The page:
- I know you have spoken tons of times to share your story, but I could hear the sadness in your voice, and once again thought back to what you really went through, and I want to say I’m sorry.
- Even with such a traumatic experience at such a young age, you flourished and made the best out of your life, and that makes me happy.
- The world can be cruel and people can be thoughtless, but there are people out there who are willing to do anything just to make the world a better place.
- I really enjoyed your presentation and how you made your experiences come to life.
- The photos that corresponded with your story were just as heart wrenching as the story itself.
- I thank you for answering my questions and how you answered them. I learned so much from you. You are a true role model.
- The part that put things in perspective is when you said don’t ever let someone ruin your dream. If you want something in life you have to work hard for it. I will always keep that statement in my life because everything in life doesn’t come for free and you have to work for what you want.
- Being able to see you and hear your story affected me on a whole different level. Because I was able to see you, being tangible, I felt as if I was there with you when the Germans invaded.
- I thank you for what you do. I hope you continue to touch the hearts of everyone you speak to and help them experience life from your shoes through your powerful story.
- Going through and making your dreams come true is inspiring.
- You taught a great lesson to not give up and to follow your dreams no matter the time or what others say.
- Your question was would you take in a child or someone that was Jewish during the Holocaust. For a second I thought: would someone do it for me? To be honest, who knows!
- I wish things went differently with your family members, wish they could see how much of a success story you became.
- Even through you are from a completely different era, I was still able to connect with you and them as if you are our age.
- It felt like I was able to take a journey in your shoes.
- It doesn’t matter what skin color I or people are, or what religion everyone is, at the end of the day we all pee and bleed the same.
- I would risk my life to save a Jew, because if it ever came down to it, I would want someone to do the same for me.
- Empathy is something everyone should practice – that was my favorite take away from everything you said.
- I have had moments where I just felt like giving up and that there is no life at the end of the tunnel, but you were in a horrific situation but you stayed strong, and in the end you survived. So thank you for that.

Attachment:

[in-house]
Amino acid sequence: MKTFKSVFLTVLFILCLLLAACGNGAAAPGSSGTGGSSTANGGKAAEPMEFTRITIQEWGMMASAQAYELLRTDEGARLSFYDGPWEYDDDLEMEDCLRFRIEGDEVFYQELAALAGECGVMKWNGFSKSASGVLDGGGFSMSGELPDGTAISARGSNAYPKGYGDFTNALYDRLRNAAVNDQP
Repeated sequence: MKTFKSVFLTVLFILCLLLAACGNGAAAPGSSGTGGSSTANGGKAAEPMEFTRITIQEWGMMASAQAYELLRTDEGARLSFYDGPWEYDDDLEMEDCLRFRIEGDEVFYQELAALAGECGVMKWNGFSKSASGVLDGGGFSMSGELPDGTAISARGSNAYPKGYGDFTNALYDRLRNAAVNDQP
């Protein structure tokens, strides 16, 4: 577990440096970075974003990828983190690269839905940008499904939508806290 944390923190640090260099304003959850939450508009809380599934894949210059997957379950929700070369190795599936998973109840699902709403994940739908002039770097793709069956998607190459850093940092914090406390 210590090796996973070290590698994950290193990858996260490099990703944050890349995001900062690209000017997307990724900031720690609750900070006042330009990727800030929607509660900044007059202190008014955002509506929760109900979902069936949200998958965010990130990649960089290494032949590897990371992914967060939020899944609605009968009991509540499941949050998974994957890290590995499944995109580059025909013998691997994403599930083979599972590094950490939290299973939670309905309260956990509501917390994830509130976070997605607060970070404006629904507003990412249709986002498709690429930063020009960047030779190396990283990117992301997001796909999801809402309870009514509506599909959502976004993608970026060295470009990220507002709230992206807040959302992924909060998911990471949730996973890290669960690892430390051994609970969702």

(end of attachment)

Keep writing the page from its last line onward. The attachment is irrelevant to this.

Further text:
- Your story makes me think about how lucky I am that I have everything I have now.
- You spoke very little about your father. I’m so sorry that you didn’t have the chance to get to know him and have him teach you the things a dad would.
- I’ve always wanted to go hang gliding, but after what happened to you I’m terrified to go now because I’m extremely clumsy.
- I’m so happy with what you do. Speaking out from school to school, people to people, sharing your personal moments. That’s a big deal. You change people’s lives, your story opens their eyes.
- We owe a lot to the people of the past.
- You touch people’s hearts and change people’s mindsets and ways of thinking.
- Your book was very emotional to me, but extremely motivational because it helps me not to take things for granted. I’ll gladly say that you’ve inspired me to do all it takes to be the best man I can be.
- Thank you for opening my eyes about myself and how you can save a life.
- People tell me to never let what people say put me down, and it never really meant anything to me. But when you said it, it had weight to it. Thank you.
- You are one of the few people who faced a horrible thing and turned it into a dream, such as seeing the Nazi plane. You wanted to be free and fly and you made it happen.
- My great-grandmother served in the war as a nurse. I remember hearing stories about the way that soldiers and civilians were treated and vowing to myself to never treat another human the way they were treated. It is something I have lived by.
- I encourage you to keep sharing our stories to other people. This helps the world to think about their life choices and how to not repeat history.
- I loved how personal and one to one you wanted to get with all the students, how you kind of instantly became everyone’s friend.
- P.S. If you ever go hang gliding again don’t hit the mountain, and remember that there are 3 strikes in baseball 🙂